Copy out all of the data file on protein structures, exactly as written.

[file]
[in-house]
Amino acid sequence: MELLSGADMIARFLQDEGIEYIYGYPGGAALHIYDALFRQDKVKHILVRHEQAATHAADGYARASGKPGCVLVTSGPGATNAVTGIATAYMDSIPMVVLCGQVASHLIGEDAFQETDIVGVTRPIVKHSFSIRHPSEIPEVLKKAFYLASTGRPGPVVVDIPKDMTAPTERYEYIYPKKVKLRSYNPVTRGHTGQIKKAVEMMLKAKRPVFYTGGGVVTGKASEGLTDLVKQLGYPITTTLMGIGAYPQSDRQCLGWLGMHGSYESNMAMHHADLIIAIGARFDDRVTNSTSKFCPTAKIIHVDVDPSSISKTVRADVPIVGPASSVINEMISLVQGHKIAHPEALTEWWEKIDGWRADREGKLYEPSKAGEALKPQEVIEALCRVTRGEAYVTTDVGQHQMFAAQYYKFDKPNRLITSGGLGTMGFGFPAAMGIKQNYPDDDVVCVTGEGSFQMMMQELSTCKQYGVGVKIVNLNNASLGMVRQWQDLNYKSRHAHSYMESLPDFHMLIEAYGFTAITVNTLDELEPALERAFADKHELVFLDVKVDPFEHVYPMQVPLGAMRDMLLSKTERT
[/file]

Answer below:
[in-house]
Amino acid sequence: MELLSGADMIARFLQDEGIEYIYGYPGGAALHIYDALFRQDKVKHILVRHEQAATHAADGYARASGKPGCVLVTSGPGATNAVTGIATAYMDSIPMVVLCGQVASHLIGEDAFQETDIVGVTRPIVKHSFSIRHPSEIPEVLKKAFYLASTGRPGPVVVDIPKDMTAPTERYEYIYPKKVKLRSYNPVTRGHTGQIKKAVEMMLKAKRPVFYTGGGVVTGKASEGLTDLVKQLGYPITTTLMGIGAYPQSDRQCLGWLGMHGSYESNMAMHHADLIIAIGARFDDRVTNSTSKFCPTAKIIHVDVDPSSISKTVRADVPIVGPASSVINEMISLVQGHKIAHPEALTEWWEKIDGWRADREGKLYEPSKAGEALKPQEVIEALCRVTRGEAYVTTDVGQHQMFAAQYYKFDKPNRLITSGGLGTMGFGFPAAMGIKQNYPDDDVVCVTGEGSFQMMMQELSTCKQYGVGVKIVNLNNASLGMVRQWQDLNYKSRHAHSYMESLPDFHMLIEAYGFTAITVNTLDELEPALERAFADKHELVFLDVKVDPFEHVYPMQVPLGAMRDMLLSKTERT